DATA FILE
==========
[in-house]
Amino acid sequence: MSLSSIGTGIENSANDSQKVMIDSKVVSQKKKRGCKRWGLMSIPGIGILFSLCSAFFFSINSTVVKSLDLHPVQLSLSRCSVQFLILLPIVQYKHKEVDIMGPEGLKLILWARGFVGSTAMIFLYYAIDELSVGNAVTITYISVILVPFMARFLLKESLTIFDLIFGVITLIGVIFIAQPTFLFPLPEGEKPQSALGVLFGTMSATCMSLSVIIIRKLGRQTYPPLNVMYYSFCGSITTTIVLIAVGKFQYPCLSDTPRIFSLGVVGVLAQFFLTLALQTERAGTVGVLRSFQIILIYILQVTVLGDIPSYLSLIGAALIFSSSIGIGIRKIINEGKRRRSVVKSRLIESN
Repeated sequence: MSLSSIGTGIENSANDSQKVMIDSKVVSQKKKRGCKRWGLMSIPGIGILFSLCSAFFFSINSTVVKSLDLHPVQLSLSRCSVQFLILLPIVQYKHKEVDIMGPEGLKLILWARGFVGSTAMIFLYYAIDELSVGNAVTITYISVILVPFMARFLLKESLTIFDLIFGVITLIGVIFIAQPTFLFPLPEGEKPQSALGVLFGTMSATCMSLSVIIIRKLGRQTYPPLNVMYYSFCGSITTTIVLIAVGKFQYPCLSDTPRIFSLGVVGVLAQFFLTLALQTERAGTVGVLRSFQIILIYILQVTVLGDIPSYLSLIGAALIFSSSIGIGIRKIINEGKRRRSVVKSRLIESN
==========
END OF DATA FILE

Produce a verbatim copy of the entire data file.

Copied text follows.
[in-house]
Amino acid sequence: MSLSSIGTGIENSANDSQKVMIDSKVVSQKKKRGCKRWGLMSIPGIGILFSLCSAFFFSINSTVVKSLDLHPVQLSLSRCSVQFLILLPIVQYKHKEVDIMGPEGLKLILWARGFVGSTAMIFLYYAIDELSVGNAVTITYISVILVPFMARFLLKESLTIFDLIFGVITLIGVIFIAQPTFLFPLPEGEKPQSALGVLFGTMSATCMSLSVIIIRKLGRQTYPPLNVMYYSFCGSITTTIVLIAVGKFQYPCLSDTPRIFSLGVVGVLAQFFLTLALQTERAGTVGVLRSFQIILIYILQVTVLGDIPSYLSLIGAALIFSSSIGIGIRKIINEGKRRRSVVKSRLIESN
Repeated sequence: MSLSSIGTGIENSANDSQKVMIDSKVVSQKKKRGCKRWGLMSIPGIGILFSLCSAFFFSINSTVVKSLDLHPVQLSLSRCSVQFLILLPIVQYKHKEVDIMGPEGLKLILWARGFVGSTAMIFLYYAIDELSVGNAVTITYISVILVPFMARFLLKESLTIFDLIFGVITLIGVIFIAQPTFLFPLPEGEKPQSALGVLFGTMSATCMSLSVIIIRKLGRQTYPPLNVMYYSFCGSITTTIVLIAVGKFQYPCLSDTPRIFSLGVVGVLAQFFLTLALQTERAGTVGVLRSFQIILIYILQVTVLGDIPSYLSLIGAALIFSSSIGIGIRKIINEGKRRRSVVKSRLIESN